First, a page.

Two People Holding A Heart As Icon For Manawa Honey NZ Values

Tangata Whenua

Development for our People of the Land

Beekeeping is a sustainable use of our bush-clad mountainous region that can benefit current and future generations without detrimental impact on our ecosystems. People and the land in harmony, forever.

Bee in a circle icon for the values of Manawa Honey NZ beekeeping


Sustainable Beekeeping

In a beekeeping world where artificial feeding of sugar and pollen substitutes have become a norm for much of the year, we focus more on sustainable beekeeping practices based on natural forest sources of nectar and pollen.

Icon For The Forest Life Essence By Manawa Honey NZ


Our Forest Quintessence

We are committed to looking after our indigenous ecosystems in Te Urewera, of which honey bees have been a part for nearly 200 hundred years. Our beekeeping operation maintains a pollination service in our forest for many species especially because feral honey beehives were wiped out by the dreaded varroa mite since it reached New Zealand in 2000.

Two Hands Holding A Heart - Icon For Manawa Honey NZ Values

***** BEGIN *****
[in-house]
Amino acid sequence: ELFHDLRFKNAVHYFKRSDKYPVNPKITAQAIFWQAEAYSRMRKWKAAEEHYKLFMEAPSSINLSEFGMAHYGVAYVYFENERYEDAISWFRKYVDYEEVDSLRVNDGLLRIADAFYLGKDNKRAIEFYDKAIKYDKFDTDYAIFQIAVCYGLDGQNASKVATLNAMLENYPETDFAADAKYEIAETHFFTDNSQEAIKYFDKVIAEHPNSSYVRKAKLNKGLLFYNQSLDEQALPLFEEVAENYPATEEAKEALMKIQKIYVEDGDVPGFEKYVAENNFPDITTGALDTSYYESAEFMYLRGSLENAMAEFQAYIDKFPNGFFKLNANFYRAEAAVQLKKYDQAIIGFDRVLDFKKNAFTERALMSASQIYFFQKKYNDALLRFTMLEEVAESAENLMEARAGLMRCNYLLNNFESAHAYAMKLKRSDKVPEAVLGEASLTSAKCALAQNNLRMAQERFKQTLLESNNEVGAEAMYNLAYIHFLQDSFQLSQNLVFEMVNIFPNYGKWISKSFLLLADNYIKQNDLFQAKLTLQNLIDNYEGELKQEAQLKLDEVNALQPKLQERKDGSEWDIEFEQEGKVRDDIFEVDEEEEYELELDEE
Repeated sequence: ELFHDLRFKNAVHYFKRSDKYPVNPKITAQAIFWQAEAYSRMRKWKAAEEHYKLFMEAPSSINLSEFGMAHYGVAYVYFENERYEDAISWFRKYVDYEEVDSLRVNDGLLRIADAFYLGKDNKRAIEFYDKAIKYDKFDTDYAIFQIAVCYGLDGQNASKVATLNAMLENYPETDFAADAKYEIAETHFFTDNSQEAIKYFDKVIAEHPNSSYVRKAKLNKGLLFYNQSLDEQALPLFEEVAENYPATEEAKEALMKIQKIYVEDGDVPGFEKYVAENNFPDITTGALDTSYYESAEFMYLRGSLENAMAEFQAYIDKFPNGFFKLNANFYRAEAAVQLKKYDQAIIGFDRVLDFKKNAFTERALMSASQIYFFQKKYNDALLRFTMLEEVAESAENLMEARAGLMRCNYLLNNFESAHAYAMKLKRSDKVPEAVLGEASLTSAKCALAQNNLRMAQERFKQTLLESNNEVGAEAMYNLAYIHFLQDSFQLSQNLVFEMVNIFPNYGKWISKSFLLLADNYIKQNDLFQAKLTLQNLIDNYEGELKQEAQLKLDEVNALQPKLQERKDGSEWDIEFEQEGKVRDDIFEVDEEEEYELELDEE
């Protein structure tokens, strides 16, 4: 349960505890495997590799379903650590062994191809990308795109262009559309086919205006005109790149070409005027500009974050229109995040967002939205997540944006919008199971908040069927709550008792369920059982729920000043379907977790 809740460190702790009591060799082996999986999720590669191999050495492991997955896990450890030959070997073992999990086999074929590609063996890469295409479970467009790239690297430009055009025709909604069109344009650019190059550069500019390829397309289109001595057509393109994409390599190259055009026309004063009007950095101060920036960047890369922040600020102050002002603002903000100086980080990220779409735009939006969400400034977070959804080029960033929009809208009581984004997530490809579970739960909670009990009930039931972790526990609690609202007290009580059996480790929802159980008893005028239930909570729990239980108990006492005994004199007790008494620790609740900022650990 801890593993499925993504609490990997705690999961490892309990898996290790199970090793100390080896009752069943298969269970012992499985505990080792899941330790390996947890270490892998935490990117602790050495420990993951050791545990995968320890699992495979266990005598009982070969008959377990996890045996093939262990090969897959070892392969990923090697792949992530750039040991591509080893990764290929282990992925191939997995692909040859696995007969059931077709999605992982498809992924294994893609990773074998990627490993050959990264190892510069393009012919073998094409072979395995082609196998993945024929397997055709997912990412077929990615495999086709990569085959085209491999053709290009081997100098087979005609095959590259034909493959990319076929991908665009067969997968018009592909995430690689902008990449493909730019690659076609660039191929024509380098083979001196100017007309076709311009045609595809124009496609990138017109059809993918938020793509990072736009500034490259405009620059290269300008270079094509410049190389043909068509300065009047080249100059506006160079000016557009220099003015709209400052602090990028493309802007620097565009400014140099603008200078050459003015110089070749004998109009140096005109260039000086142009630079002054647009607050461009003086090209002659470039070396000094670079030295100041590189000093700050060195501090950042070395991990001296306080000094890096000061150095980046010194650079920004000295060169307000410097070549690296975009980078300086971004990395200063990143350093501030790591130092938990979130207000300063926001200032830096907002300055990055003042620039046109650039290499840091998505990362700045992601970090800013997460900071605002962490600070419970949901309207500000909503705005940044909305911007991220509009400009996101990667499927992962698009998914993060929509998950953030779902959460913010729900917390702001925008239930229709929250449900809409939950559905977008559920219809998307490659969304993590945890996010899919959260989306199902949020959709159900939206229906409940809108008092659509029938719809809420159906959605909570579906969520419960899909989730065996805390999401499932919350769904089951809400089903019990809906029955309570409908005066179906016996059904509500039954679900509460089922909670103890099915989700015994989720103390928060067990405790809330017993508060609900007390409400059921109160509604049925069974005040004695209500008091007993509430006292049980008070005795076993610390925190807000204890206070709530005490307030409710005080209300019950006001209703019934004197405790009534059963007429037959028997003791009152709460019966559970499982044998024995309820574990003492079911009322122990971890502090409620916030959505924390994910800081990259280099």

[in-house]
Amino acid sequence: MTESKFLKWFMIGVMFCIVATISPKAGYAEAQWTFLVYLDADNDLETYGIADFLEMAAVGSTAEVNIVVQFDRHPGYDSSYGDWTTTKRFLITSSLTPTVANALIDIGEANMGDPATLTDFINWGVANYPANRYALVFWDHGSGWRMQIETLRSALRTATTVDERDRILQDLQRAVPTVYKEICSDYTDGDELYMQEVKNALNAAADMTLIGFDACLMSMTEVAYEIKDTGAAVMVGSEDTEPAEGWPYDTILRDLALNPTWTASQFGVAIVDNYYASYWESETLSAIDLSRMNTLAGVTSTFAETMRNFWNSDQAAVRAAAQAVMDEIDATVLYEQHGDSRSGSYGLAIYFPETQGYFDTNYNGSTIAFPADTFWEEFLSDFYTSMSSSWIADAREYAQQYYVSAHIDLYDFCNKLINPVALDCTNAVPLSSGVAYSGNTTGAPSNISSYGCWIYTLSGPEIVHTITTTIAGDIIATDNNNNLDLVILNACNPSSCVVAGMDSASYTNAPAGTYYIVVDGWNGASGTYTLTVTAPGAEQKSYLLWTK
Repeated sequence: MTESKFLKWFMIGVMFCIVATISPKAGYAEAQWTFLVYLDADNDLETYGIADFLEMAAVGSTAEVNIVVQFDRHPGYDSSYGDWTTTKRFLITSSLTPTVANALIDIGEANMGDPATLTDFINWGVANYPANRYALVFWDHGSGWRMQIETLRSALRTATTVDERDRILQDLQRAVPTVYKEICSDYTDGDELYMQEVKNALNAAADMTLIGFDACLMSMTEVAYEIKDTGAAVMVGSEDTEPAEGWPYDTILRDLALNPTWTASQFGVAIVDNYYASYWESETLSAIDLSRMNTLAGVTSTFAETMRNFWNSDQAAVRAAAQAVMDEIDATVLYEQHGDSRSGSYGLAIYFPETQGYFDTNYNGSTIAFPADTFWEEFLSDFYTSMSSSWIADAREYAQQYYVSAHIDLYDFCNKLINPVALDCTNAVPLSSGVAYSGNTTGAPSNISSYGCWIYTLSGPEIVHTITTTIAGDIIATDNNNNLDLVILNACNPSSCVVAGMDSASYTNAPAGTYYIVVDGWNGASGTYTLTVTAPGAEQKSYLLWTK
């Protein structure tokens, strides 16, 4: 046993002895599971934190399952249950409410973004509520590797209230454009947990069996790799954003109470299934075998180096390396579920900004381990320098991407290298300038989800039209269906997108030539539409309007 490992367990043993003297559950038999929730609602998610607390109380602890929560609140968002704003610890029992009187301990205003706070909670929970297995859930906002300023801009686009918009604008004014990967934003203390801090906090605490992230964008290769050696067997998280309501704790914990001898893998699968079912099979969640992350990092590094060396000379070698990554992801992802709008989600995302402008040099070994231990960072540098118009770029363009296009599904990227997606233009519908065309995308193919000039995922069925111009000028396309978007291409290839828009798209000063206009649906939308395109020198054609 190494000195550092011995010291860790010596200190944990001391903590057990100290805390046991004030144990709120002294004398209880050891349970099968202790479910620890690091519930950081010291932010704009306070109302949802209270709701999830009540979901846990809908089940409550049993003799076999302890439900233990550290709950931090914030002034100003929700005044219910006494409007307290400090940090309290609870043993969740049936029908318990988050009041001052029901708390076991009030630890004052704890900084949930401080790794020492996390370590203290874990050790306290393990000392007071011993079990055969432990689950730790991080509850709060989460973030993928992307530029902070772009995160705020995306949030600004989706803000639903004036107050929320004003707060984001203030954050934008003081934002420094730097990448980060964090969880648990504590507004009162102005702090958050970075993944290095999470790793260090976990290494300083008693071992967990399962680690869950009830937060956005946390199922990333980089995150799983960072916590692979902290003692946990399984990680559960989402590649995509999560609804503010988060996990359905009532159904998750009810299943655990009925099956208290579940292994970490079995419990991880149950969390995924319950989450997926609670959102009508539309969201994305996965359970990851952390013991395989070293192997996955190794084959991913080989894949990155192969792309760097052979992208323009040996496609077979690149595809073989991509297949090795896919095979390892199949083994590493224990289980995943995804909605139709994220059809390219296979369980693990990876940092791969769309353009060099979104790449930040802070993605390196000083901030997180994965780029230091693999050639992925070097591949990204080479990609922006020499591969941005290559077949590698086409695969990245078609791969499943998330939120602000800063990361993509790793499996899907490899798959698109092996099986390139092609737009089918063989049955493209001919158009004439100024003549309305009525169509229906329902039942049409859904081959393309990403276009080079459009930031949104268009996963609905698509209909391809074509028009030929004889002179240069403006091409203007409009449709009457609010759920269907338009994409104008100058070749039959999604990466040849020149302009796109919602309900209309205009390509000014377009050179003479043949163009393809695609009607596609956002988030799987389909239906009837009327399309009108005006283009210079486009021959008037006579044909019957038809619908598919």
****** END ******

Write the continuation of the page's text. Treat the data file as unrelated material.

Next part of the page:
Honey from the Heart

We produce our honeys with care as if every drop was for our own table. We manage our production from our forests to the jar so that we can control the quality of our honeys. Thus we are honoured to bring Manawa to honey–lovers across the world.

Tangata - Our Talent

We are committed to involving and developing our own people of Ruatāhuna so that they can flourish in careers in Manawa Honey. We are working for the long-term to build an industry that utilises our own resources and the talents of our people for many generations to come. From the start, we have trained our own people in beekeeping, business support and marketing to fill the jobs that we have created through this business – more than 10 roles by 2020. And, we are committed to continue, where we can, to train and develop more of our people to fill additional jobs we intend to create in coming years.

Manawa Honey NZ Chief Beekeeper, Who Comes From Tuhoe from Te Urewera Tuhoe

Hekenoa (Taawi) Te Kurapa – Chief Beekeeper & Trustee